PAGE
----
Star rating: *****
I’ve seen Annie many times, I first fell in love with the movie when I was 6 years old so I know the show inside out. This was the first time my little boy (aged 5) had been introduced to it and it has certainly left an impression on him for all the right reasons.
The show follows a straight forward story of an orphanage, badly run and homing little orphan Annie who is convinced that she is special because she isn’t an orphan and her folks are still alive, due to come for her at any time. That’s due to the broken locket she wears around her neck and a note that states they will be back for her and they have kept the other half of the locket. The fortunes of the spunky little girl are set to take a turn for the better when she coerces Billionaire, Oliver Warbucks’ secretary, Grace into choosing her to be taken under their roof for the festive season. This big adventure occurs despite the meddling of Orphanage Manager, Miss Hannigan – she’s rotten through and through but perhaps not so clever and conniving as her brother Rooster and his latest ‘moll’ Lily St Regis (named after the hotel!). It’s a race against time with the help of President Roosevelt no less, to stop the wicked trio from scuppering Annie’s chances of adoption.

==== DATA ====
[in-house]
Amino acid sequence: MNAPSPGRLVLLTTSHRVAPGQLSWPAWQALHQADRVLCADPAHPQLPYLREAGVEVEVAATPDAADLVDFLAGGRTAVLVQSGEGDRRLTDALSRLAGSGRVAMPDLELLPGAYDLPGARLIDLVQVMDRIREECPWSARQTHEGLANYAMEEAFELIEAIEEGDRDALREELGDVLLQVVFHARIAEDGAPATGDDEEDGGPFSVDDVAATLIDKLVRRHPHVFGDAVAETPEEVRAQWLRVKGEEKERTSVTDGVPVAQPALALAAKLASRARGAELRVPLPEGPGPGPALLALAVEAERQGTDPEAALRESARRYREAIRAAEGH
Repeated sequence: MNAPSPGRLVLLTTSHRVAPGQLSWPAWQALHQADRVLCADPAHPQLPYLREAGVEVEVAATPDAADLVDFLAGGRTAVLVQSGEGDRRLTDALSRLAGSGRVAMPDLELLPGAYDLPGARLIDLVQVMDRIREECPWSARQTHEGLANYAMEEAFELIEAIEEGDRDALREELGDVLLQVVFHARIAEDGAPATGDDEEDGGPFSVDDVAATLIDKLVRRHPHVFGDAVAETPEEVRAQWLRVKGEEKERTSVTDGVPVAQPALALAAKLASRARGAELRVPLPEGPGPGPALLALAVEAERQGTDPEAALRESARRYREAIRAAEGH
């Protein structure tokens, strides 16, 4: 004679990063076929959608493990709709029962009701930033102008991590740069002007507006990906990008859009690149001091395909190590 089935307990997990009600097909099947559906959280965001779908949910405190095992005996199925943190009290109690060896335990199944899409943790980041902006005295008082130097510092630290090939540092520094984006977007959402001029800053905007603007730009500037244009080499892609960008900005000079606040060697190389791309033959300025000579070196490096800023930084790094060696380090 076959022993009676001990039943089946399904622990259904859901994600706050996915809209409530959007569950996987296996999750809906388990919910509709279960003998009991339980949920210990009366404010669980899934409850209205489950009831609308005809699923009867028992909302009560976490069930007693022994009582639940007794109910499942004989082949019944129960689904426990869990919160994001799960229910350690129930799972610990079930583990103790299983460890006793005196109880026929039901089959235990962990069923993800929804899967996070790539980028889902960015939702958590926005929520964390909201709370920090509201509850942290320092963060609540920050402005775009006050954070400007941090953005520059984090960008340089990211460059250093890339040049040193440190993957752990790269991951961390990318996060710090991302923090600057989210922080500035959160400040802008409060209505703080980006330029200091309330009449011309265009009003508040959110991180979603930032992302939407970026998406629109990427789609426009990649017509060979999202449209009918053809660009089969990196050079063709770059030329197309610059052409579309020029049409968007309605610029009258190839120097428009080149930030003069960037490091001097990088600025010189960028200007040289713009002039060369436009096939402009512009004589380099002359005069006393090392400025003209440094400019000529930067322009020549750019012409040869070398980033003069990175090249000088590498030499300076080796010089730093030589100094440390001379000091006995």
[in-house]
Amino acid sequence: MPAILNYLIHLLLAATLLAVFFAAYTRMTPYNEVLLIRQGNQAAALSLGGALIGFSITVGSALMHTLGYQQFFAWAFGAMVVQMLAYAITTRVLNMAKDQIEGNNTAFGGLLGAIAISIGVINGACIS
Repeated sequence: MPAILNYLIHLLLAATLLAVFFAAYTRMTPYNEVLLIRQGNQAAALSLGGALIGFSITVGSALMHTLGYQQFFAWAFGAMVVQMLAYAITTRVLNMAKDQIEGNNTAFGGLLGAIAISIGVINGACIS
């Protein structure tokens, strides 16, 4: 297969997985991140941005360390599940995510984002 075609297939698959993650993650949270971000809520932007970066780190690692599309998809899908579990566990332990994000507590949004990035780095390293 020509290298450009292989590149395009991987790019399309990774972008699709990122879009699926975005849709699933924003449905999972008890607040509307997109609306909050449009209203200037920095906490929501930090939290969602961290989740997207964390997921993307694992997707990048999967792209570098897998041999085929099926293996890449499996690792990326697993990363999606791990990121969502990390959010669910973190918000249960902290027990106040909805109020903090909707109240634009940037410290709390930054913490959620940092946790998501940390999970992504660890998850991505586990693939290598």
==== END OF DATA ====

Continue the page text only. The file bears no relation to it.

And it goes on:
The songs from the musical score are superb and timeless, from ‘It’s the Hard-Knock Life’ to ‘Easy Street’ to ‘You’re Never Fully Dressed Without A Smile’ – they’re toe-tapping numbers you can’t help singing along to.
This particular production is spectacular, the set is stunning and fits the era beautifully. Scene changes are seamless and the ensemble are a well-oiled machine in their timings. The orphans are a delight, all with belting voices and surely big careers ahead of them in years to come.
Freya Yates is a perfect choice for the title role, she brought heart, soul and oomph to the part of Annie. She had lovely chemistry with Alex Bourne who cut a dashing figure as Oliver Warbucks. Carolyn Maitland was gentility itself as the secretary who steals Warbucks’ heart, Grace Farrell. Richard Meek gives an energetic, sly and slippery performance as Rooster, Miss Hannigan’s jailbird brother – he simpers and plots with Jenny Gayner as Lily St Regis. Gayner is a terrific choice for the role, I’d seen her step into the spotlight as Annie in the Calendar Girls musical in the West End and she was a sensation then – she is exceptional as Lily. Stealing the show just ever so slightly though, is the fantastic Jodie Prenger as Miss Hannigan. I’ve seen many actors play the role and no-one is a patch on her. From the comic timing, the facial expressions and interaction with the juvenile performers, to the show-stopping performance of ‘Little Girls’ and ‘Easy Street’. Prenger has to be seen to be believed, she is flawless – the best Hannigan ever.
With three weeks to catch this fabulous production at Birmingham Hippodrome, I whole-heartedly suggest you beg, borrow or steal a ticket (Rooster will help you out!). With all of the uncertainty in the world we live in, a show full of hope is just what’s needed.
Book your tickets here: Birmingham_Hippodrome